Thinking Tech

Police computer predicts crimes, but is it accurate?

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Predictive policing software can effectively forecast when and where a criminal might strike.

An experimental computer program, designed to predict when and where criminals will likely strike, may provide police officers with an invaluable tool as budget-strapped agencies struggle to grapple with rising crime.

Last month, the Santa Cruz Police Department began field testing the software and have recently reported that the predictions have enabled officers to pre-empt several transgressions and make five arrests, according to a report in the New York Times.

This unique approach to crime-fighting, known as predictive policing, is being trialed in several major cities like Chicago where law enforcement is turning to analytics to determine how best to ensure public safety in the face of drastic cuts in personnel and other resources.

“We’re facing a situation where we have 30 percent more calls for service but 20 percent less staff than in the year 2000, and that is going to continue to be our reality,” SCPD's crime analyst Zach Friend told the New York Times. “So we have to deploy our resources in a more effective way, and we thought this model would help.”

The pilot system being tested in Santa Cruz, considered one of the most advanced, is built on prediction models similar to ones being used to forecast post-earthquake aftershocks. To project where certain crimes are likely to occur at a certain time of the day, it crunches roughly eight years of relevant data in order to detect noticeable patterns. The results are narrowed down to a list of top 10 suggested crime "hotspots" that officers are instructed to patrol whenever they're not out responding to a distress call. Daily updates are fed into the database to ensure projections remain as accurate as possible.

The idea that such an advanced algorithm can be generated and relied upon to prevent and crime originated from a collaboration between two mathematicians, an anthropologist a criminologist and the Los Angeles Police Department, which provided the data researchers used to create the program.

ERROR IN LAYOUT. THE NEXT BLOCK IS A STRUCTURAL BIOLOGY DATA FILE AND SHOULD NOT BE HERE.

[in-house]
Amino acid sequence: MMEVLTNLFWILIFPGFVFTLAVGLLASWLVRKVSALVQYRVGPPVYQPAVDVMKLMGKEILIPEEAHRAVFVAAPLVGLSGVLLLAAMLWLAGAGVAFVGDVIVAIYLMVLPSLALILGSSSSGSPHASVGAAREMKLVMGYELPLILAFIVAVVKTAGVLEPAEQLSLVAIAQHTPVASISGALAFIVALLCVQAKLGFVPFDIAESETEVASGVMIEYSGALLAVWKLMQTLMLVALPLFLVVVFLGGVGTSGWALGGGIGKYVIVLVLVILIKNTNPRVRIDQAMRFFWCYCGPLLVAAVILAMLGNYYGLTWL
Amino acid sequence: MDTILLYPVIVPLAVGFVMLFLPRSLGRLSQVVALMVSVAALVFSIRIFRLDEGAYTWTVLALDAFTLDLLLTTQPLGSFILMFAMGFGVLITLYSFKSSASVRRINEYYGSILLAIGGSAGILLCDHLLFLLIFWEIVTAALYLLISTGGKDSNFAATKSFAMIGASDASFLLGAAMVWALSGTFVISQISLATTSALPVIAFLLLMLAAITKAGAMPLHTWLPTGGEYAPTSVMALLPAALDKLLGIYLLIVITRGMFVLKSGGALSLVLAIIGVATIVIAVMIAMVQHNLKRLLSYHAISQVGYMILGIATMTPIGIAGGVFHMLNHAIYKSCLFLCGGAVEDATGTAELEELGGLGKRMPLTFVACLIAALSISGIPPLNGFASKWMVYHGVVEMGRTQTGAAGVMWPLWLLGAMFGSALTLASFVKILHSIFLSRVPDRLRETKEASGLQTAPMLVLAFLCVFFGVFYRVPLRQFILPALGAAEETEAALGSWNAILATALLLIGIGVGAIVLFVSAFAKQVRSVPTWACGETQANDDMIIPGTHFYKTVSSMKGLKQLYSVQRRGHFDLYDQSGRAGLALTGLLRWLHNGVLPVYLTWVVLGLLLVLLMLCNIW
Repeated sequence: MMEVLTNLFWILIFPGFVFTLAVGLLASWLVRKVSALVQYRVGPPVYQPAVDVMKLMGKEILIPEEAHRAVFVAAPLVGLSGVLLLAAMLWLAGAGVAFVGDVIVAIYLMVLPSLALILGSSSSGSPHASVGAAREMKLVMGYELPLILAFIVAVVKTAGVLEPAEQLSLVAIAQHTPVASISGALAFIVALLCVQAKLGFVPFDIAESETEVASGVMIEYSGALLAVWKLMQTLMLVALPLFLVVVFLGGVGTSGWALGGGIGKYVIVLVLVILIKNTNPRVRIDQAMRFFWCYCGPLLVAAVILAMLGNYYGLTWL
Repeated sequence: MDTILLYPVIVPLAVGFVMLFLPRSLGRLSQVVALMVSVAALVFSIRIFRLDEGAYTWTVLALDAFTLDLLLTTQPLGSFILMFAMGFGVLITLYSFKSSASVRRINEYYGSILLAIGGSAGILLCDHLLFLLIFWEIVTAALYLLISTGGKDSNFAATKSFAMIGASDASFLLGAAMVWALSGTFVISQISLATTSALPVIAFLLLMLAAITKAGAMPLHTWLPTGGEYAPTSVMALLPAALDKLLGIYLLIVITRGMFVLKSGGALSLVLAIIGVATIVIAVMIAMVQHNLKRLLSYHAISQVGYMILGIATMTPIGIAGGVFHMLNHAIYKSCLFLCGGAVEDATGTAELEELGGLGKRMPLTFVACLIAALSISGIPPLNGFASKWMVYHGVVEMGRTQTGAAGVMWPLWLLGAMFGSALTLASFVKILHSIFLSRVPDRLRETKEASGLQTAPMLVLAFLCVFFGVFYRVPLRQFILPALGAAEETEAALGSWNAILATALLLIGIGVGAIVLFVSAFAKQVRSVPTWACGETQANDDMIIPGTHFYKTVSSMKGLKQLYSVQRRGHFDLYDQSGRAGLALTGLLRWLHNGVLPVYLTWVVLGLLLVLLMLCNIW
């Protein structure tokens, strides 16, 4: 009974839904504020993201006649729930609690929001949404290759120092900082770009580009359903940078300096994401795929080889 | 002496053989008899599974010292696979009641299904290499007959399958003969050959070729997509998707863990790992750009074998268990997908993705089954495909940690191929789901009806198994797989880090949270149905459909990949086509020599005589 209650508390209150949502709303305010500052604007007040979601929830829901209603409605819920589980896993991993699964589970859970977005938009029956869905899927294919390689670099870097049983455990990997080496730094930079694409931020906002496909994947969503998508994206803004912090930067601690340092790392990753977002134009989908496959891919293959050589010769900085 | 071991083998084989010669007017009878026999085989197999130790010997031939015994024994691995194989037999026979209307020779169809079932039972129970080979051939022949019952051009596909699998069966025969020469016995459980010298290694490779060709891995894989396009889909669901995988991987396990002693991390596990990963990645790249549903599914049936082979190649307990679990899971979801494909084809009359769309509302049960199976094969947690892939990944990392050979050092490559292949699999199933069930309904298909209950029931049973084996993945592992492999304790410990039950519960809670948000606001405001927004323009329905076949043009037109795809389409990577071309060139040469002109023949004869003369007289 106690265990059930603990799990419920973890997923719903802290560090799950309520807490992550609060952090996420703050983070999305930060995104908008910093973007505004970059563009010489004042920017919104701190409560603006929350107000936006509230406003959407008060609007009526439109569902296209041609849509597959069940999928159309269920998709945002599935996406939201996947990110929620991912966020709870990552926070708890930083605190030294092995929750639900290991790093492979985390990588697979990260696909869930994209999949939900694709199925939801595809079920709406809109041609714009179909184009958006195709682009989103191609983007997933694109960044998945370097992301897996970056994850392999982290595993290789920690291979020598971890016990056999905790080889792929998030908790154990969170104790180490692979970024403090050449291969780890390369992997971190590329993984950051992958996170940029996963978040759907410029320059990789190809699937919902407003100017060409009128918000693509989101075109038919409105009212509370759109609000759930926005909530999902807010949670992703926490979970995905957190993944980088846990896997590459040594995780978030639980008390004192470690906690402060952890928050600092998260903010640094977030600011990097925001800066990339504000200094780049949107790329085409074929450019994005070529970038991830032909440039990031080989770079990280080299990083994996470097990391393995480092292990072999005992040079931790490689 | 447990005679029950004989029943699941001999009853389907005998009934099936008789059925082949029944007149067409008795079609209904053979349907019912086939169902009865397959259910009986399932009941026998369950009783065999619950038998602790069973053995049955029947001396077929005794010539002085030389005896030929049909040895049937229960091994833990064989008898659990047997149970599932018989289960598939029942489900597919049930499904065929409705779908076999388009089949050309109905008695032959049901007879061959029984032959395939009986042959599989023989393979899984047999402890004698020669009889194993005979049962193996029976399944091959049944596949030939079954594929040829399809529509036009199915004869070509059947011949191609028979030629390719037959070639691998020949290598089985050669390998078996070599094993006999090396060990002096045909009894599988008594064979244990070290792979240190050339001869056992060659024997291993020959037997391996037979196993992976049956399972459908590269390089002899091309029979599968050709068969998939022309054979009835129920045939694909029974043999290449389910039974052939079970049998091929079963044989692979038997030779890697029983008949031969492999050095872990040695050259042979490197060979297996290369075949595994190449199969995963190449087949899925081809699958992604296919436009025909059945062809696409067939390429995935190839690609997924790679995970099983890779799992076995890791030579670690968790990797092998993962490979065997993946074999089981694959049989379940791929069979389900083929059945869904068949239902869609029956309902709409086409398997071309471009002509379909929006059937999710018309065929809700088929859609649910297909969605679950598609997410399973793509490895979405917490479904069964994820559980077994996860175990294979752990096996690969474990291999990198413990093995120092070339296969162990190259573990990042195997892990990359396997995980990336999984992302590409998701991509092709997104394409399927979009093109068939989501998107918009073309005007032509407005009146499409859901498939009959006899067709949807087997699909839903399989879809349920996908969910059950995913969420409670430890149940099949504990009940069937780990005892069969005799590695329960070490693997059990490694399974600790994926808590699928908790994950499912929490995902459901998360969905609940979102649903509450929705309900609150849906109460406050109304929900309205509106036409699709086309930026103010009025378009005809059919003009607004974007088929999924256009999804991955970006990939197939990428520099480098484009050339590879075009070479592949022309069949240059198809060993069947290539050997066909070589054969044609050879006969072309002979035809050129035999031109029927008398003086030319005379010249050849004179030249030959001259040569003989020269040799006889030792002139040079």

It's still early, but both California law enforcement agencies seem pleased with what they've seen thus far. According to the Times report:

How accurate the program really is has yet to be demonstrated; its success will be evaluated after six months.

“The worst-case scenario is that it doesn’t work and we’re no worse off,” said Mr. Friend, who enlisted Dr. Mohler, a professor at Santa Clara University.

Mr. Friend said the early indications were encouraging. Burglaries were down 27 percent in July compared with July 2010, suggesting that the targeted policing may have a deterrent effect, he said.

In Los Angeles, Captain Malinowski said, the police department hopes to expand the program to include some violent crimes, like gang shootings.

In the article, Malinowski also mentioned that these methods may someday make predictive policing as reliable as weather forecasts. While I can see how something like this can be rather accurate and useful, I'm also skeptical since outlaws, too, can adapt rather quickly. And when they do, would the frequent updates keep the good guys ahead of the curve?

(via New York Times)

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Tuan Nguyen

Contributing Editor

Contributing Editor Tuan C. Nguyen is a freelance science journalist based in New York City. He has written for the U.S. News and World Report, Fox News, MSNBC, ABC News, AOL, Yahoo! News and LiveScience. Formerly, he was reporter and producer for the technology section of ABCNews.com. He holds degrees from the University of California Los Angeles and the City University of New York's Graduate School of Journalism. Follow him on Twitter. Disclosure